It isn’t uncommon.
A Canadian Health Measures Survey asked over 5000 participants to describe their experiences with oral pain over a range of 12 months.
Roughly 12% (1 out of 8) of respondents reported experiencing tooth or gum pain with slightly more prevalence among females compared to males.
Unsuspectingly, however, the study notes that young adults were among the highest reporting group and adolescents among the lowest.
But what is the source of oral pain? Is it always tooth decay? What can parents do to help themselves or their children get back to comfort?
How Teeth Experience Pain
You wouldn’t expect the hardest material in human bodies to be so susceptible to pain. Able to make any grown man wince, dental discomfort is no laughing matter.
In fact, tooth pain is necessary for both you and your dentist to understand sometimes complex oral health situation.
Just ask Julius Manz, director of the dental hygiene program at San Juan College, New Mexico.
“If you eat something too hot or chew something too cold, or if the tooth is worn down enough where the underlying tissue underneath is exposed, all of those things cause pain, and then the pain causes the person not to use that tooth to try to protect it a little bit more. So, it is really a protective mechanism more than anything,
But how does your tooth experience pain? You might not feel much flicking your tooth with a finger, but a bite into a scoop of ice cream can have you gripping your jaw. What’s the deal?
Well, it comes down to the layers of your teeth and what they do.
Starting from the outermost layer, your hard-white enamel is a non-living structure. By this, we mean that no blood supply is needed for enamel to continue to exist. This layer therefore does not have any receptors to feeling pain and enamel acts as a protective barrier.
This is why dentists are so involved with helping to preserve your teeth’s enamel! Travelling inward, we have two more layers. The middle is a fluid-like substance known as dentin (which is alive but without nerves), and the final center of your tooth, the pulp.
It is here where we find the root of our issue (we promise that is the only dentist pun in this post). The pulp is where the tooth connects to your bloodstream for vital nutrients, as well as containing our nerves meant for protecting our teeth.
While these nerves cannot experience hot nor cold sensations, they can translate temperatures as pain.
Tooth decay is usually the first suspect dentists will look for, however, as mentioned, it isn’t the only reason why your teeth could be in pain.
Unfortunately, Other Sources of Pain
It isn’t just the tooth nerves that can feel pain.
Just below your tooth is your periodontal ligament. The purpose of this ligament is to attach the tooth to your jawbone and monitor the sense of chewing, ensuring we can feel our teeth line up.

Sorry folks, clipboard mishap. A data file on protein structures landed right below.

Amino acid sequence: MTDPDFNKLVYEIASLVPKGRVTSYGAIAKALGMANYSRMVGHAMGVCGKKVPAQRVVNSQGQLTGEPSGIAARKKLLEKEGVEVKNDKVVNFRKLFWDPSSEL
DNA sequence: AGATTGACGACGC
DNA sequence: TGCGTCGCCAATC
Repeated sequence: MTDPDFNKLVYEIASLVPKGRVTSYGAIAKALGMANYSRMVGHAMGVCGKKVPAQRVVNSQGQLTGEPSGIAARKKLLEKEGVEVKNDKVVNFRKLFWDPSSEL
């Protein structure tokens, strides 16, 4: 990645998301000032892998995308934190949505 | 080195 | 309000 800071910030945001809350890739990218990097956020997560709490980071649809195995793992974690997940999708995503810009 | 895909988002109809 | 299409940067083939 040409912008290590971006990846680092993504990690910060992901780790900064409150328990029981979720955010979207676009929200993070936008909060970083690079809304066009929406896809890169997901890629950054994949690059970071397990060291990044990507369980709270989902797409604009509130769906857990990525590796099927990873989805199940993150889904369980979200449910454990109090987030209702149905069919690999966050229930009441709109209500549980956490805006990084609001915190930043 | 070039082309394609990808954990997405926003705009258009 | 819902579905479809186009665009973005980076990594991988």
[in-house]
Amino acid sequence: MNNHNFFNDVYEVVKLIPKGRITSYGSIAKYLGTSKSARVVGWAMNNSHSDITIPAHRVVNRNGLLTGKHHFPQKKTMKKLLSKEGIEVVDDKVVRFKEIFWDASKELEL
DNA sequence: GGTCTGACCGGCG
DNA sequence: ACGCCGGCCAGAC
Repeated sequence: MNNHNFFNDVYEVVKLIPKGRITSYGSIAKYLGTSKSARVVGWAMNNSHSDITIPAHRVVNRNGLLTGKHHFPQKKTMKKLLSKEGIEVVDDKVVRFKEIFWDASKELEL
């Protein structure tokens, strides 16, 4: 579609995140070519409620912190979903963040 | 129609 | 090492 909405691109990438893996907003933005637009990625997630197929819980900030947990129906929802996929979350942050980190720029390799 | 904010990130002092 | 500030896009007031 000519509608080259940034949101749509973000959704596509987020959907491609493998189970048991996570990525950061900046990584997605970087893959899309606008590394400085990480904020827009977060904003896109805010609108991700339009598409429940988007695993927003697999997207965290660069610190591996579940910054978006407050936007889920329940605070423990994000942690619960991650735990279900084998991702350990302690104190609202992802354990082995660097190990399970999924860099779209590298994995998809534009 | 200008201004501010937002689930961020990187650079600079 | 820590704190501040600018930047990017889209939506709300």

It is the periodontal ligament that is usually the source of pain during orthodontic treatments.
With all these nerves and ligaments interconnected, it is obvious to see how pain can often become unbearable for patients experiencing extreme symptoms.
Pain can be caused by numerous origins, such as tooth decay, abscessed teeth, a damaged filling, bruxism or grinding, receded gums, as well as periodontal infections.
When Should You See a Dentist?
We always recommend our clients to report in immediately if they are experiencing unusual tooth pain. However, in some cases, tooth pain may be fleeting or mild.
So, how can you be sure when to see your dentist?
If your toothache is altering your eating habits, has lasted for more than 24-48 hours, or if your tooth pain is accompanied by other symptoms, such as fever or earaches, you should seek attention as soon as possible.
Are You Experiencing Pain?
Chances are, if you’ve been reading this in its entirety, you’re probably looking for a solution to your tooth pain or that of your loved one.
If this is the case, don’t wait to see what home remedies may fix your pain. Often, leaving dental health issues to their own devices will only exacerbate the issue. And of course, no one wants a root canal.
Give Treehouse Dental Care a call today to discuss options for your tooth pain. We’ll help you walk through all the possibilities with an in-depth examination and treatment path designed specifically for your situation.
Everyone’s dental health is personal, and we will make sure to find what is unique to your pain and treat it with the best course of action.